Dr. Breslin’s work is currently supported by two National Institutes of Health RO1 grants totaling more than $2 million.

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Dr. Breslin with two undergraduate students who conduct research in his laboratory: Andrea Burgess (American Physiological Society IOSP Summer Fellow) and Sara Spampinato, center (NIH Diversity Grant recipient).

COPH sound-icon-png Dr. Breslin comments on his approach to research problems.

 

The most recent award from the NIH’s National Institute of General Medical Sciences focuses on testing whether a class of drugs that activate the S1P1 receptor may keep blood vessels from leaking too much and stabilize blood pressure following trauma.

In this project, Dr. Breslin will use the first rat model combining alcohol intoxication and hemorrhagic shock to induce excessive leakiness in small blood vessels. He will evaluate whether fluid containing sphingosine-1-phosphate (S1P) reduces the blood vessel permeability, thereby restoring normal blood pressure and fluid balance. If so, Dr. Breslin said, drugs similar to S1P, a bioactive lipid that prevents cell death, may offer a more effective way for paramedics and physicians to resuscitate trauma patients than the standard IV fluid therapy now administered.  That standard fluid resuscitation protocol works particularly poorly in alcohol-intoxicated victims suffering major blood loss, a significant portion of all trauma cases coming through emergency rooms, he said.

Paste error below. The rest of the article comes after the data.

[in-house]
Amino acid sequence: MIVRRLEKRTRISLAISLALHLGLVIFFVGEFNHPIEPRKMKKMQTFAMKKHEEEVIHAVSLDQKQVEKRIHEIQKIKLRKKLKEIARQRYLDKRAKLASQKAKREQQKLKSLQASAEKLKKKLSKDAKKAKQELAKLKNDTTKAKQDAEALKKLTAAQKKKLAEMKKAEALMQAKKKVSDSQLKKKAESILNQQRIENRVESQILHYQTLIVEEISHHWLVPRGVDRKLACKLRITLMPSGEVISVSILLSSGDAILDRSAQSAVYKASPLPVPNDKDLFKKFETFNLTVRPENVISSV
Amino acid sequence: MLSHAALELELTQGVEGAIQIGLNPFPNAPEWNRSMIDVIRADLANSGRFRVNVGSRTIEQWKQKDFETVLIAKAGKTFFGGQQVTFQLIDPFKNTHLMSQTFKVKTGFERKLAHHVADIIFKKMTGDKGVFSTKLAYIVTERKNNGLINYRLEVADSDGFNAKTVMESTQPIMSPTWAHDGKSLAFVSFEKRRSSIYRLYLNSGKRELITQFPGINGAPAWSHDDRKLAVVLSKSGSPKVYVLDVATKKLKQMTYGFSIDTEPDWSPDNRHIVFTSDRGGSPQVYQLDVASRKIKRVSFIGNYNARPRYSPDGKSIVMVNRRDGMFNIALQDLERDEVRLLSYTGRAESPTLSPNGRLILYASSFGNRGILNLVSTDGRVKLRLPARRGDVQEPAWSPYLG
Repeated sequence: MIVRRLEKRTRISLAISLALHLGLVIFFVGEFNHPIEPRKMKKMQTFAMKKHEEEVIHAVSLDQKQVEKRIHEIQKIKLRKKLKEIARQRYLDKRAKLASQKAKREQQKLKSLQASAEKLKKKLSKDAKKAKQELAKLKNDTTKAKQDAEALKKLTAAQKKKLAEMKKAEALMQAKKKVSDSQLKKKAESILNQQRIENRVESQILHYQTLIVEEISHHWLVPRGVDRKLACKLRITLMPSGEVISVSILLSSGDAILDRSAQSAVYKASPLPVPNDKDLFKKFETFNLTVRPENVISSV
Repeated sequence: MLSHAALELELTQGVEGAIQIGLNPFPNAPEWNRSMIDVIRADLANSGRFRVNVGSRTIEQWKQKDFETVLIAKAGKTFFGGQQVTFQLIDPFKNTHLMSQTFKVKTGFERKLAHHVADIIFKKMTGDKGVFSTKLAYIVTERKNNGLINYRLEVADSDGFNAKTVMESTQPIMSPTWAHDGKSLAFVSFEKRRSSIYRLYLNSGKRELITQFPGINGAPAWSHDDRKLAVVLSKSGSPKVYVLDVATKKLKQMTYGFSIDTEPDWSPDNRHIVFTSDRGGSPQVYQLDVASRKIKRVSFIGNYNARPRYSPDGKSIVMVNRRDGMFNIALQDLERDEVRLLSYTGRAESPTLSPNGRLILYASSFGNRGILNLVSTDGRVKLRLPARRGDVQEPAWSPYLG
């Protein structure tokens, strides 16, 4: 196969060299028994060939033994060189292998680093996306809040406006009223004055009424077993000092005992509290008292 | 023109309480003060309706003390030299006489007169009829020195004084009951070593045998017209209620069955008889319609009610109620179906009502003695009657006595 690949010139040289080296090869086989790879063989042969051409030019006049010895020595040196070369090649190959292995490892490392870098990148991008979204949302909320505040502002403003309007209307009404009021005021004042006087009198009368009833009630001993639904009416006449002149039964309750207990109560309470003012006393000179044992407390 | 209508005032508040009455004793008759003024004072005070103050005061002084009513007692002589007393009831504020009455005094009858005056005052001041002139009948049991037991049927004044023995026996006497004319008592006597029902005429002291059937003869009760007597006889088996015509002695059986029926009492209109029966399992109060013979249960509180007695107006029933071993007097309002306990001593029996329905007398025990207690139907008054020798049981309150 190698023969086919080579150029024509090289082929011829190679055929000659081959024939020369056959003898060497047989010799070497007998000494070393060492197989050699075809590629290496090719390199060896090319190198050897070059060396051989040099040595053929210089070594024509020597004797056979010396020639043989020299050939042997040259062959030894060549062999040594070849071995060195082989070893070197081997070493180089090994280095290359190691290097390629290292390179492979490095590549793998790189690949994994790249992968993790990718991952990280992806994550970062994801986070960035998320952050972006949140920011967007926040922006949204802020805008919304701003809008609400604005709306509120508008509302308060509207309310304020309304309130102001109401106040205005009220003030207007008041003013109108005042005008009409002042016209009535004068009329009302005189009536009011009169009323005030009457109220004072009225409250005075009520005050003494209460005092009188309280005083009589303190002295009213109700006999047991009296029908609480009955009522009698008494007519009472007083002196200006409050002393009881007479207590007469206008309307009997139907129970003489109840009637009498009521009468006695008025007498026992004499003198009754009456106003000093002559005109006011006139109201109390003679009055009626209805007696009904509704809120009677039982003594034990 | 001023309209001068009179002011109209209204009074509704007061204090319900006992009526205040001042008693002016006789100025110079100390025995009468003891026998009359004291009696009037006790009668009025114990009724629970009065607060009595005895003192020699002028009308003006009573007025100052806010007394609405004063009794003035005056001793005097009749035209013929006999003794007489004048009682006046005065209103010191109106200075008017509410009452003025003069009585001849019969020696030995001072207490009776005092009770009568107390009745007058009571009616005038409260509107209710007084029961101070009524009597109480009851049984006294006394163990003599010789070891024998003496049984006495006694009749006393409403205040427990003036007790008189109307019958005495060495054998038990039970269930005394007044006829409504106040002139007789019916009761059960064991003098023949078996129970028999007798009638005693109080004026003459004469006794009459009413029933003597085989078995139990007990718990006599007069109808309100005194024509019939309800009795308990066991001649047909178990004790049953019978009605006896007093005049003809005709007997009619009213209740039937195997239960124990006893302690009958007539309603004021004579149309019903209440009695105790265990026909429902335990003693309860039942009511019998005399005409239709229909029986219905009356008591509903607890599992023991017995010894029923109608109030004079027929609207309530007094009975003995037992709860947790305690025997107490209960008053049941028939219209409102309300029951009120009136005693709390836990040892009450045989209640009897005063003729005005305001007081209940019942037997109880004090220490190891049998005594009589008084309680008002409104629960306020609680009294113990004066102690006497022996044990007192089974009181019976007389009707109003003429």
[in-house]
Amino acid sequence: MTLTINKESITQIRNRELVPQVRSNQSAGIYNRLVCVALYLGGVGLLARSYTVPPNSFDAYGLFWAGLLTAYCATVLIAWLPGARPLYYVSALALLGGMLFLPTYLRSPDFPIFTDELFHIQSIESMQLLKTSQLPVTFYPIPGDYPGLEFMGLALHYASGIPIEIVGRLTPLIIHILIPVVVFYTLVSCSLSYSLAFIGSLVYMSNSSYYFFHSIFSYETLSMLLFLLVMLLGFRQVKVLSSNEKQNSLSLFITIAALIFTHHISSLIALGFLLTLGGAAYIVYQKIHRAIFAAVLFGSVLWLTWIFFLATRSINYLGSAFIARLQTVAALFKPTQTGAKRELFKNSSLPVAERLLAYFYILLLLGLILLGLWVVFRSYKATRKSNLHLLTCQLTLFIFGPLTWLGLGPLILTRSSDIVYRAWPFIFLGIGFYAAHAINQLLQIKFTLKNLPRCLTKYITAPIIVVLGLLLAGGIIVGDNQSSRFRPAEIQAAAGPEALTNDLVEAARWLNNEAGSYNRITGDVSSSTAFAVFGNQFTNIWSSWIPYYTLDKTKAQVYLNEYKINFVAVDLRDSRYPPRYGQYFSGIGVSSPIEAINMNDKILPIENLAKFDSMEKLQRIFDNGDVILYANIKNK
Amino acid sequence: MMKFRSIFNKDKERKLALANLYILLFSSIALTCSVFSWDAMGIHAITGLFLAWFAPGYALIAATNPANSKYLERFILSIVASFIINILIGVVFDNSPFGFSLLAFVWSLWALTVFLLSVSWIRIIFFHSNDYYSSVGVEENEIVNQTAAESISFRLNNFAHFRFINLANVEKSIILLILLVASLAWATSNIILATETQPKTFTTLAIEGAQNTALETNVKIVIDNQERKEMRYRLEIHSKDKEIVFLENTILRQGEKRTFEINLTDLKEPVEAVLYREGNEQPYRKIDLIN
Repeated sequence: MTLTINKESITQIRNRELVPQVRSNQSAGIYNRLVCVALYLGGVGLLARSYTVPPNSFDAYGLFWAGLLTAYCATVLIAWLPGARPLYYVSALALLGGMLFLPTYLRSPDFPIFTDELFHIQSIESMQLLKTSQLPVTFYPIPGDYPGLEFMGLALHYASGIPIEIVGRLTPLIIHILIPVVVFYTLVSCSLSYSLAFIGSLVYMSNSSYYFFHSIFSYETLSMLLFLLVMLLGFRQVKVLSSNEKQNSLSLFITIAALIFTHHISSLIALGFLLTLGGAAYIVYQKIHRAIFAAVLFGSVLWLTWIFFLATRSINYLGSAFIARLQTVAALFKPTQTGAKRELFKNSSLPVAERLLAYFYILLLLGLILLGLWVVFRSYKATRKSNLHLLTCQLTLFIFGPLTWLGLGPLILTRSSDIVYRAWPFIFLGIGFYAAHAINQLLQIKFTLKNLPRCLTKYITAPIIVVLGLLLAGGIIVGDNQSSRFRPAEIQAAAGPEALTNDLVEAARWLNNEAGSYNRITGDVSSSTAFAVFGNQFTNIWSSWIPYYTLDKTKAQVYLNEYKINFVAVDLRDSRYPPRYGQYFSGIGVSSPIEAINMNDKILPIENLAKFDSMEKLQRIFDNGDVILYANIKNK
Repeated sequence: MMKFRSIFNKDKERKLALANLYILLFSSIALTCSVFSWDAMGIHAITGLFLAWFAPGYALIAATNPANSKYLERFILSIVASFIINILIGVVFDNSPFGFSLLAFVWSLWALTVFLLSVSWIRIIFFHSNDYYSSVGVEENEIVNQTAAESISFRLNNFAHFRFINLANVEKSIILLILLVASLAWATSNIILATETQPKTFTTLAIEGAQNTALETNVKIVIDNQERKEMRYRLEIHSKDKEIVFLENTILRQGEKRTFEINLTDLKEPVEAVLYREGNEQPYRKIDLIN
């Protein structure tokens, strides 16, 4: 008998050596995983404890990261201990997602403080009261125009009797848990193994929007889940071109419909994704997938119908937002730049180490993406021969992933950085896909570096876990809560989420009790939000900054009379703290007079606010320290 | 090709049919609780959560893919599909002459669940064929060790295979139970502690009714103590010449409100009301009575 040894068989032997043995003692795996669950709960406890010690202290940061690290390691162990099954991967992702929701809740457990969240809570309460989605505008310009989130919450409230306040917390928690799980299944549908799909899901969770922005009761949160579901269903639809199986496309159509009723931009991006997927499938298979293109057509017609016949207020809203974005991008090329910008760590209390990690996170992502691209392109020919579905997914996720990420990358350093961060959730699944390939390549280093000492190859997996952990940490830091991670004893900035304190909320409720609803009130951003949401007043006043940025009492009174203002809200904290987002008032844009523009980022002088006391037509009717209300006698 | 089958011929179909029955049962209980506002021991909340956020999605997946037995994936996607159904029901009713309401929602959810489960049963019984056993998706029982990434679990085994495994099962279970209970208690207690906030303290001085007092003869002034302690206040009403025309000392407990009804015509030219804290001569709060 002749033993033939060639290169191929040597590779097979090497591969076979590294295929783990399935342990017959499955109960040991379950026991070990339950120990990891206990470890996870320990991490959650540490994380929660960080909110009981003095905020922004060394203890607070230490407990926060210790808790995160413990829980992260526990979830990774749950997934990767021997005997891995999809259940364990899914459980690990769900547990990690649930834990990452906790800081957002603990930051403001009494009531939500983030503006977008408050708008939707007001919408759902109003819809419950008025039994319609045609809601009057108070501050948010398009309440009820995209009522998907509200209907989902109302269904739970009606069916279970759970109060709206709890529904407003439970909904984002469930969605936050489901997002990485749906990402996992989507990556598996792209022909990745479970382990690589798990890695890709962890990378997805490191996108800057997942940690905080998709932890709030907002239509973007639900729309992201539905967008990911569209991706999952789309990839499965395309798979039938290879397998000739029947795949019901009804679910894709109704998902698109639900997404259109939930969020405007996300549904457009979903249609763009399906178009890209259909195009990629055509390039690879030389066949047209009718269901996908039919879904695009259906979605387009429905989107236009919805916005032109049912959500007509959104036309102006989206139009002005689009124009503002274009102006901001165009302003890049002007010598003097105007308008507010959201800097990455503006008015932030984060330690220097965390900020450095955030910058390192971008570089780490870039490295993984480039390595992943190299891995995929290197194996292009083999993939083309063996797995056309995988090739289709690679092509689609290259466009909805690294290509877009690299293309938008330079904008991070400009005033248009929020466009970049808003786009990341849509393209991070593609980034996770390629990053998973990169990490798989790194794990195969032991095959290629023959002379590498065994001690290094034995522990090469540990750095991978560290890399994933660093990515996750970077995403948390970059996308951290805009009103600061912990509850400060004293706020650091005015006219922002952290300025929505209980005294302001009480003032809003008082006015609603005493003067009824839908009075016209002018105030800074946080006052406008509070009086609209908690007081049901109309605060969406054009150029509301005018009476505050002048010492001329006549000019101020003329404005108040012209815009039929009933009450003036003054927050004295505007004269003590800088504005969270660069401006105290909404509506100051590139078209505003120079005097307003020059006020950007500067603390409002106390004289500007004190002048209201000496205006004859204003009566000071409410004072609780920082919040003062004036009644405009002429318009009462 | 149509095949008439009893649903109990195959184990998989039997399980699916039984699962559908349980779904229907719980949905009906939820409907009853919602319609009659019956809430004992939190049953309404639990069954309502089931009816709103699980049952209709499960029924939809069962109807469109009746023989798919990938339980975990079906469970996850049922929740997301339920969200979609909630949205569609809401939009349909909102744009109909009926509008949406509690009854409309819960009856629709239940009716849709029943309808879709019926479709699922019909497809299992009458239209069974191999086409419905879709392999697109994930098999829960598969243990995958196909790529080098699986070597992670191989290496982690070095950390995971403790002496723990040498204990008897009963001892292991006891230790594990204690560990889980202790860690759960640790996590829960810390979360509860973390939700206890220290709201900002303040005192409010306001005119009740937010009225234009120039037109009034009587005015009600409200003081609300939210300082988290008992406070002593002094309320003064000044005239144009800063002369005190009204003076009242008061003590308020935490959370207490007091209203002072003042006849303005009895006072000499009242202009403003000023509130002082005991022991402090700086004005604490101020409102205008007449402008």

With the second award, a competitive renewal from the NIH’s National Heart, Blood and Lung Institute, Dr. Breslin and colleagues are studying the molecular and cellular mechanisms that may regulate and resolve microvascular leakage following inflammation caused by traumatic injury.

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Dr. Breslin points to a human heart valve suspended in a test tube solution. His group plans to study the microvessels within heart valves.

Unexpected finding leads to “new way of thinking”

Previous work by his group using live imaging of vascular endothelial cells under a microscope demonstrated that when the edges of these cells make contact with their neighboring cells they appear very active and are constantly remodeling, or changing shape — rapidly opening up holes at cell junctions and then closing back up. This finding, published in the journal PLOS One, countered one of the conventional theories that endothelial cells were more rigid at the junctions where they connect and adopted a contracted state during inflammation.